U.S. Equal Employment Opportunity Commission
Verdict for Federal Agency on Behalf of Two Teenaged Servers Who Were Verbally and Physically Harassed
MILWAUKEE – The U.S. Equal Employment Opportunity Commission (EEOC) announced today that a federal jury in Milwaukee has returned a $105,000 verdict following a four-day sexual harassment trial in a sexual harassment case brought by the agency.
The jury’s verdict awarded an aggregate of $5,000 to two teenagers who worked at a Racine, Wis., IHOP restaurant who, the EEOC alleged, were sexually harassed by their assistant manager, who subjected them to sexual propositions, groping and hair-pulling. In addition, the jury found that the IHOP had acted recklessly with respect to one of the servers and awarded her $100,000 in punitive damages. The EEOC said that punitive damages may be awarded by juries to punish such conduct and to discourage it in the future.
The IHOP at which the servers worked, and where they were harassed, was owned by Salauddin Janmohammed, and managed by a management consulting firm, Flipmeastack, owned by his wife. In defending the case, the IHOP contended that the restaurant had a strong policy against sexual harassment and that the victim’s complaints about the harassment were not sufficient -- defenses which the jury apparently rejected.
The case, captioned EEOC v. Management Hospitality of Racine, Inc.; Flipmeastack, Inc. and Salauddin Janmohammed, E.D. Wis. No. 06-C-0715, was filed by the EEOC in 2006, and presided over by Judge Lynn Adelman. Management Hospitality of Racine was one of approximately 20 IHOP restaurants located in Wisconsin, Illinois and Iowa owned by Janmohammed, and managed by Flipmeastack. The jury returned its verdict on Thursday, November 19.
The EEOC was represented at trial by Trial Attorneys Brain Tyndall of Milwaukee and Nicholas Pladson of Minneapolis, under the supervision of EEOC Chicago District Associate Regional Attorney Jean Kamp.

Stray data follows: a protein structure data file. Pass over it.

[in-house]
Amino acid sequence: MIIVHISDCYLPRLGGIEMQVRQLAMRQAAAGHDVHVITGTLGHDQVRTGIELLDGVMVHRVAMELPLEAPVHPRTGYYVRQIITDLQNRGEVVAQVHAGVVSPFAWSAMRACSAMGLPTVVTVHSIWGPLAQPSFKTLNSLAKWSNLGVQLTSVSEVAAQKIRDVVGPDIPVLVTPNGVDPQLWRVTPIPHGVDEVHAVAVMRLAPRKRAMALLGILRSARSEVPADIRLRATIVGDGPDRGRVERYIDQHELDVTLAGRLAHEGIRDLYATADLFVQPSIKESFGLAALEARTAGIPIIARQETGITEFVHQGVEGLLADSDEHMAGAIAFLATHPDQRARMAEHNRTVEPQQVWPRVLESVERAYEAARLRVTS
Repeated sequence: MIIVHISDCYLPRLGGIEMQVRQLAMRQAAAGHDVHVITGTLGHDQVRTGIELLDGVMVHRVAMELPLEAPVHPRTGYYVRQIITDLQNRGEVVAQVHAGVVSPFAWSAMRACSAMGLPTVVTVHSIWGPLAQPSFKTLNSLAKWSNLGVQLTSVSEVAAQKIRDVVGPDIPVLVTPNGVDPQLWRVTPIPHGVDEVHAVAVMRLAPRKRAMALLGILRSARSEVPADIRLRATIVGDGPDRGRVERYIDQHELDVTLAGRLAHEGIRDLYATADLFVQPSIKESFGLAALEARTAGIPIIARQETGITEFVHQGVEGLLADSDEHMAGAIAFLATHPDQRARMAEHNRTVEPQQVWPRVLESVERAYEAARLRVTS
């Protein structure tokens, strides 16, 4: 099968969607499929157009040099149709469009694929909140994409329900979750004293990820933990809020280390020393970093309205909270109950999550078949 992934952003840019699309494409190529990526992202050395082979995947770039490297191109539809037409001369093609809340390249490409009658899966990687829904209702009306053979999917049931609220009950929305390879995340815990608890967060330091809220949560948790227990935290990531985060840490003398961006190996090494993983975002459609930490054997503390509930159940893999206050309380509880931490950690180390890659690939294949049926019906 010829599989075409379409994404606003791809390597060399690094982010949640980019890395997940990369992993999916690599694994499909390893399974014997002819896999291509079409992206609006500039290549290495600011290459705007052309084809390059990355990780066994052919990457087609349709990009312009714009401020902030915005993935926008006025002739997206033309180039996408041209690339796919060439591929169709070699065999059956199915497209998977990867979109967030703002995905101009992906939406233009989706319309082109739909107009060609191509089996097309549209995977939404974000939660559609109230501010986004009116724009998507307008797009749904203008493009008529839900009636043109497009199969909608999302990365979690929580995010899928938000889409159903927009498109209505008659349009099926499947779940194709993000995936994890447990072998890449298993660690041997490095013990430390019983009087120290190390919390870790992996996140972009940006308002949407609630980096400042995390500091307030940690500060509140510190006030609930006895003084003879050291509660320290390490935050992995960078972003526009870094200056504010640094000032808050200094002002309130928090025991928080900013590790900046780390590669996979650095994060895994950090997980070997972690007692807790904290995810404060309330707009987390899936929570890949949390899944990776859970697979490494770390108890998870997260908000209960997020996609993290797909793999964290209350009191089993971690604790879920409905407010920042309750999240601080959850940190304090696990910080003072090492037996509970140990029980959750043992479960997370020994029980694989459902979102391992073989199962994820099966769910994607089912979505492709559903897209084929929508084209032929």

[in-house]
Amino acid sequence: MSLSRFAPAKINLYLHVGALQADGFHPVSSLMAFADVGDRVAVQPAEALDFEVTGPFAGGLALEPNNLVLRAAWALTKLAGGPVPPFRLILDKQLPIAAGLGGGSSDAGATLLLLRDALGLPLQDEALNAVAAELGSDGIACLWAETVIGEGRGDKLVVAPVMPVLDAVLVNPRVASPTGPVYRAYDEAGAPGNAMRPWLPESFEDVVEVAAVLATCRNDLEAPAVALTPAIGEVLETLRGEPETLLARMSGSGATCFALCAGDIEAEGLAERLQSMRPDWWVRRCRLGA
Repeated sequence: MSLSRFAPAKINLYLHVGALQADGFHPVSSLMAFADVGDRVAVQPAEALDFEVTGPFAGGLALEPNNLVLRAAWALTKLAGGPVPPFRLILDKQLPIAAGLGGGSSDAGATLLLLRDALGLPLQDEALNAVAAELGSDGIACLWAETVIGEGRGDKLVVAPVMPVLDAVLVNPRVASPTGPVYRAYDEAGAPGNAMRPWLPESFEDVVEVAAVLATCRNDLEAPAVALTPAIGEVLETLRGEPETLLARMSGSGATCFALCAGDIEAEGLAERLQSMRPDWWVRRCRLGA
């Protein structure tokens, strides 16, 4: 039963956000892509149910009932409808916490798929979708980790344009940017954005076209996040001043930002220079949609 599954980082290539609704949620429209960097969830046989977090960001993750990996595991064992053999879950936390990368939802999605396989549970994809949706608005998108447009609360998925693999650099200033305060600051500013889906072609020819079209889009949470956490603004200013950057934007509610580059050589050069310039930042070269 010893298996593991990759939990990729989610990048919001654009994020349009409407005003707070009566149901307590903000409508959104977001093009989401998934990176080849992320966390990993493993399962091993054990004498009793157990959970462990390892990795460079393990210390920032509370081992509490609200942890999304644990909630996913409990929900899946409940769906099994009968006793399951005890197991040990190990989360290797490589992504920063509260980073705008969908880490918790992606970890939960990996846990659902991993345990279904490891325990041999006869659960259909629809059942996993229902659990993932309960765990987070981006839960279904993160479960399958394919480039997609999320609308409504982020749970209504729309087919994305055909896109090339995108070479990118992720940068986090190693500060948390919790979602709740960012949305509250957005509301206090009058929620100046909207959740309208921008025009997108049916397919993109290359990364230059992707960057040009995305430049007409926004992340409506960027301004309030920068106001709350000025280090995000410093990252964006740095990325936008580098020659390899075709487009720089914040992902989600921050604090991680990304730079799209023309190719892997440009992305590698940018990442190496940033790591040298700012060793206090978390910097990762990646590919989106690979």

Regional Attorney John C. Hendrickson of the EEOC’s Chicago District said, “The trial and the verdict in this case should send a couple of very clear signals. The first is that, although the EEOC resolves many cases by consent decree, we are always ready to take cases to trial. The second is that when we do take sexual harassment cases to trial, juries do not shy away from requiring employers to pay large damage awards.”
EEOC Senior Trial Attorney Brian Tyndall added, “We’re proud to have worked with the two women in this case, who were teenagers at the time of the harassment. It’s never easy to stand up in the face or harassment, especially if you’re young and you really need your job. Nor is it easy to go through the rigors of litigation for a period of years. But these women did that, and because of them and this case, women will have more equal opportunity while working at IHOP and elsewhere in the restaurant industry in Wisconsin.”
The EEOC enforces federal laws prohibiting employment discrimination. Further information about the EEOC is available on the agency’s web site at www.eeoc.gov.
The EEOC Chicago District Office is responsible for processing charges of discrimination, administrative enforcement, and the conduct of agency litigation in Illinois, Wisconsin, Minnesota, Iowa, and North and South Dakota, with Area Offices in Milwaukee and Minneapolis.